Catnip (Nepeta cataria) is an herb in the mint family. Though it does have some pharmaceutical properties that are used to treat people, it is perhaps best known for its effect on cats.
Each cat reacts to catnip in a different fashion. Some cats become excited by contact with catnip. Others become relaxed. Still others become anxious or sometimes even aggressive while “under the influence” of catnip. Some cats do not react to catnip at all. In fact, the ability to react to catnip is an inherited trait in cats.
Is Catnip Safe for Cats?
Catnip is completely safe for your cat. There are no addictive properties, so there is no need to worry about giving your cat too much catnip. It is often sewn into cat toys, but its leaves can also be dried and rubbed or sprinkled on scratching posts or placed in cat beds or on perches.
A simple do-it-yourself catnip toy can be made by placing some dried catnip inside an old sock and tying the top of the sock to hold the catnip in place. When necessary, simply replace the catnip with a fresh supply, and the toy is rejuvenated.
Growing Your Own Catnip
Catnip can be grown both indoors and outside. If grown indoors, keep the plants away from your cat, particularly when they are seedlings or your plants won’t survive your cat’s nibbling.
Catnip is aromatic, and some people find the odor overwhelming. Place your plants accordingly.
Catnip prefers full or partial sun. When grown indoors, you’ll need a window space that gets at least 6 hours of light.
Catnip can be started from seeds or can be grown from cuttings. Seeds can be spread outdoors in the early spring, once the threat of frost has passed or indoors anytime. Seeds can also be started indoors and the seedlings moved outdoors when weather permits. Seeds germinate in approximately 1-2 weeks. Cuttings can simply be placed in soil where they will take root and grow.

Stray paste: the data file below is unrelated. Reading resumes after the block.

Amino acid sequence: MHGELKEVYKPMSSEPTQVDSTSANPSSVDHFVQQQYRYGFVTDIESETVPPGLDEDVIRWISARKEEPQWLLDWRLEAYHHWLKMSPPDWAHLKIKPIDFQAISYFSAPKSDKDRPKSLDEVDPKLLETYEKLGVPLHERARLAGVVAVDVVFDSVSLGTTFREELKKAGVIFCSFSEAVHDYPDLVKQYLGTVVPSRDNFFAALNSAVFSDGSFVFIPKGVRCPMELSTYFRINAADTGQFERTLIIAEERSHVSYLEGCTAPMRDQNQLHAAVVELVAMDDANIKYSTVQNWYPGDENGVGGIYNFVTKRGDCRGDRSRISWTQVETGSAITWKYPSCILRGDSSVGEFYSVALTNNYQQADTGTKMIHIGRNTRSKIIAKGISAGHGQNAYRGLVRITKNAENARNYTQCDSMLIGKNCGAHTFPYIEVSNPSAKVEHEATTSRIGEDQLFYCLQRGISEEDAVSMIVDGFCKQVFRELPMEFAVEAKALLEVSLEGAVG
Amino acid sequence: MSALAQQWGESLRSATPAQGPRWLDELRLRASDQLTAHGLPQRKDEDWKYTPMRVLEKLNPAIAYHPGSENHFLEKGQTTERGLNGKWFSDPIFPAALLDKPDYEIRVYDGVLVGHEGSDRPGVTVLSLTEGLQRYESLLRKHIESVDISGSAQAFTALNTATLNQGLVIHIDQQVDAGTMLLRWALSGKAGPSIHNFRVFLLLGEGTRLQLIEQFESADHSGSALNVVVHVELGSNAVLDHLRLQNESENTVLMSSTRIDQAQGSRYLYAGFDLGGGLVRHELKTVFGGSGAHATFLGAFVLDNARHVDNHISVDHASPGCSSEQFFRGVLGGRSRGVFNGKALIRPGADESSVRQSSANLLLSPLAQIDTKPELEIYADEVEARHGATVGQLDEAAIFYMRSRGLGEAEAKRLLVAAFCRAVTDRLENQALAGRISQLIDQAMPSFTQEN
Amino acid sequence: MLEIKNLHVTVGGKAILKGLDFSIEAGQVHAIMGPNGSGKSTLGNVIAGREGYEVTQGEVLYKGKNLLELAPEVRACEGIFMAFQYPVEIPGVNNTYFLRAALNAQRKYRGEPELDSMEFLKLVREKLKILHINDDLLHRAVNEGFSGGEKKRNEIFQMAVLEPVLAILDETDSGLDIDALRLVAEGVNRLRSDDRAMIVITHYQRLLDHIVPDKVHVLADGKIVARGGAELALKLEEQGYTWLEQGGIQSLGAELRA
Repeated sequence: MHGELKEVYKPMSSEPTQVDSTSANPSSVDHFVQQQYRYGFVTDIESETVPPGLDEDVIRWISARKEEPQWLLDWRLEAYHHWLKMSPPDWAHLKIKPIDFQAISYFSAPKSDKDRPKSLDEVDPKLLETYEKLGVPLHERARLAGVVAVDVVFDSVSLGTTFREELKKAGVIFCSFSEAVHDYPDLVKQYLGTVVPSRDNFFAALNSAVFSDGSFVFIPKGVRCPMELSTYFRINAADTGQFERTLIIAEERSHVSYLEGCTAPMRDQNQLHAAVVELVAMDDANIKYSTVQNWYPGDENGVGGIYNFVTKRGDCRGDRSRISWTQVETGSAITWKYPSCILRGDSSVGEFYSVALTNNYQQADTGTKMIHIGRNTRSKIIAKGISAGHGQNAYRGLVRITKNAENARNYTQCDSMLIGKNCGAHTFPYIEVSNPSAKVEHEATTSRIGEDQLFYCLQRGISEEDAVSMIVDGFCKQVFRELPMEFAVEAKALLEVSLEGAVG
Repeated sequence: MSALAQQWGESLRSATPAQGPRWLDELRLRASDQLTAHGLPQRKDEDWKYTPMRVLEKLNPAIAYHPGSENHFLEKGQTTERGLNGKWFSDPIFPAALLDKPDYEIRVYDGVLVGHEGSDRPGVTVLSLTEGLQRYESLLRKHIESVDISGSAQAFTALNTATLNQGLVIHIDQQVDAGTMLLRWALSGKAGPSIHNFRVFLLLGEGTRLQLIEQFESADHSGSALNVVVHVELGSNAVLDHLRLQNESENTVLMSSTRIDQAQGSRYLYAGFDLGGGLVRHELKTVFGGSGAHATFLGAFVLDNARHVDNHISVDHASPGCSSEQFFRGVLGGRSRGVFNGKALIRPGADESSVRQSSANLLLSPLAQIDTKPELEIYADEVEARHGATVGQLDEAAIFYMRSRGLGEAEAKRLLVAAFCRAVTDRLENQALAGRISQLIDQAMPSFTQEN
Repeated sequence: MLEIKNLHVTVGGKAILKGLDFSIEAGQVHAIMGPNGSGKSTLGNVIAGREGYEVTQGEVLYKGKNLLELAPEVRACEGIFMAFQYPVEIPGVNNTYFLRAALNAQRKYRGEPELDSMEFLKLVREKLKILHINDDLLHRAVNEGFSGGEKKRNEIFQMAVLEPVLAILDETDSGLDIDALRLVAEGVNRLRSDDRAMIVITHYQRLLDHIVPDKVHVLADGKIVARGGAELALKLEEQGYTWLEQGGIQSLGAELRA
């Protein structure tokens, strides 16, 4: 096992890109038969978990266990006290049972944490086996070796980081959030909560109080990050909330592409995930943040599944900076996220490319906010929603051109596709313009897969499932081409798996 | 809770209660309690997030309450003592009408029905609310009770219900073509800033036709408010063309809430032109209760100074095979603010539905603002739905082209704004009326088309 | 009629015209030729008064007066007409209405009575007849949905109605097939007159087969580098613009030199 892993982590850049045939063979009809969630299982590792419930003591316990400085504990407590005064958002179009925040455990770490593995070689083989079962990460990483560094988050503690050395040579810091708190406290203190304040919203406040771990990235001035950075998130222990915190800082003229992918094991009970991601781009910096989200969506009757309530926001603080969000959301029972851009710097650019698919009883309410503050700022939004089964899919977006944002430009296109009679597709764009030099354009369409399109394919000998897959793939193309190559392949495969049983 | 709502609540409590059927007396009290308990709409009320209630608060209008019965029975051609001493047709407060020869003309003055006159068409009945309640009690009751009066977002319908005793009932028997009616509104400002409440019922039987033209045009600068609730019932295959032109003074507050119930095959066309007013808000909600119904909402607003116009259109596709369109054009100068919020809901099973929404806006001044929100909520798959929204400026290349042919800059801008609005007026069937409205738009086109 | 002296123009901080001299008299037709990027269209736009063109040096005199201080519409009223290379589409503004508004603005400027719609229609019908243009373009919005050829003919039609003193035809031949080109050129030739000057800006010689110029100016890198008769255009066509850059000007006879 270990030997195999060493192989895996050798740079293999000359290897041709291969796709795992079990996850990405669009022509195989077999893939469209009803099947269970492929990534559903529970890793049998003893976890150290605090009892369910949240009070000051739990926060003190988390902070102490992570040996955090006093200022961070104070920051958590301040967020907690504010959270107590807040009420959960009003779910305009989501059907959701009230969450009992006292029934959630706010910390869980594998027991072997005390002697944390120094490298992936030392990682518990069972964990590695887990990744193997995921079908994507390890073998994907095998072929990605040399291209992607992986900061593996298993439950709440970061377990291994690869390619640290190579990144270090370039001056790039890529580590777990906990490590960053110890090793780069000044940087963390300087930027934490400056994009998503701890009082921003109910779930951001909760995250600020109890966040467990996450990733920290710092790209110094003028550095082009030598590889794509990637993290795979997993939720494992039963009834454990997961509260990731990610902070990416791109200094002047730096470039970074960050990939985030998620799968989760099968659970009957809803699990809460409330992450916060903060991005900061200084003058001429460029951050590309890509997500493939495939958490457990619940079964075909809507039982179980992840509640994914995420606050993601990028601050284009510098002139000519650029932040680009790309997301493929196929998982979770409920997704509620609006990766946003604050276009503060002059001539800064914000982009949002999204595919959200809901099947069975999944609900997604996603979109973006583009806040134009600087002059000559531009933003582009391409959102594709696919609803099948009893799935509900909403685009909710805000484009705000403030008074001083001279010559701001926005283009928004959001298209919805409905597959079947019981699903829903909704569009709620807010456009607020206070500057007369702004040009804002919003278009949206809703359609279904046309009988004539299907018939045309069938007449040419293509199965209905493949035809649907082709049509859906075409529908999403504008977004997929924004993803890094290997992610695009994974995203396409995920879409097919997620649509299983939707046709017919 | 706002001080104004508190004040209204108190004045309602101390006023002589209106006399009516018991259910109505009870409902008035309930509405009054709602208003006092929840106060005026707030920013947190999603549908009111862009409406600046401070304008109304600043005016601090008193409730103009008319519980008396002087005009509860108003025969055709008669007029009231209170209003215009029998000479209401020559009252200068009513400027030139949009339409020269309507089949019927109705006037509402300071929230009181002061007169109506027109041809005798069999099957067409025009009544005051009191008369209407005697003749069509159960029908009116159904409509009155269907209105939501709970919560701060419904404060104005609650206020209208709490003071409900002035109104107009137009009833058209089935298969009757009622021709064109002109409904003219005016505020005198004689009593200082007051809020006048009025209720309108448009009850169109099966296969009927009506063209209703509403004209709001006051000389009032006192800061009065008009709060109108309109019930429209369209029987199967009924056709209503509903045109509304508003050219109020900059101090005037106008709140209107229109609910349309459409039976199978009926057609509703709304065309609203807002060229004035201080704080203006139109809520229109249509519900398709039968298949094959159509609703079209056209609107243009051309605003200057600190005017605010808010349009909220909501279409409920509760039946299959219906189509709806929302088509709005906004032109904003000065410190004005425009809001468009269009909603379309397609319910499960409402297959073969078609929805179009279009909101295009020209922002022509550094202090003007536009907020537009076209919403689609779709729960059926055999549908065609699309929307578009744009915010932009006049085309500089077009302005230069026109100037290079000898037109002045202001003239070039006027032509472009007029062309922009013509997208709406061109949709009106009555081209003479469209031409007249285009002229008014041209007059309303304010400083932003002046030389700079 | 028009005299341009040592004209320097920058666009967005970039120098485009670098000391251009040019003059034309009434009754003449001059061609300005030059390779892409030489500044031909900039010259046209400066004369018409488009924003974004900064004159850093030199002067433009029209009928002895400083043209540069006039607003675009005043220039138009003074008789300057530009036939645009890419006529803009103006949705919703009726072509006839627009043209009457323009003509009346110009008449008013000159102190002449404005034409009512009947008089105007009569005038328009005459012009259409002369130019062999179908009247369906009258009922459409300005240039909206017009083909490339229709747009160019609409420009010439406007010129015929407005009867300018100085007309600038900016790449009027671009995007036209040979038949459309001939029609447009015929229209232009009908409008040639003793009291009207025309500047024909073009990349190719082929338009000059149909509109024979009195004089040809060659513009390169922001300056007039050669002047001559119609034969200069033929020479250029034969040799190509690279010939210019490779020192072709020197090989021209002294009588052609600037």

Catnip is a reasonably hardy plant, and there are few parasites or diseases that will bother it. Keep your plants well watered. They will grow to approximately 3 feet in height. Dead-heading the spent flowers will encourage your catnip plants to keep growing and blooming.
Harvesting Catnip for Your Cat
Harvest your catnip when it is blooming. This is when the oils are the most aromatic. Four to eight inches can be cut from the plant, allowing the plant to regrow. Strip the leaves from the stems and spread them in a thin layer in a dry place with good air circulation. The drying leaves can be rearranged once or twice daily to even the drying process, which typically takes two to three weeks to complete.
Once the leaves are dry and brittle, they can be crumbled into small pieces and stored in an airtight container for future use. Use this finished product whenever you wish to give your cat a special treat or toy.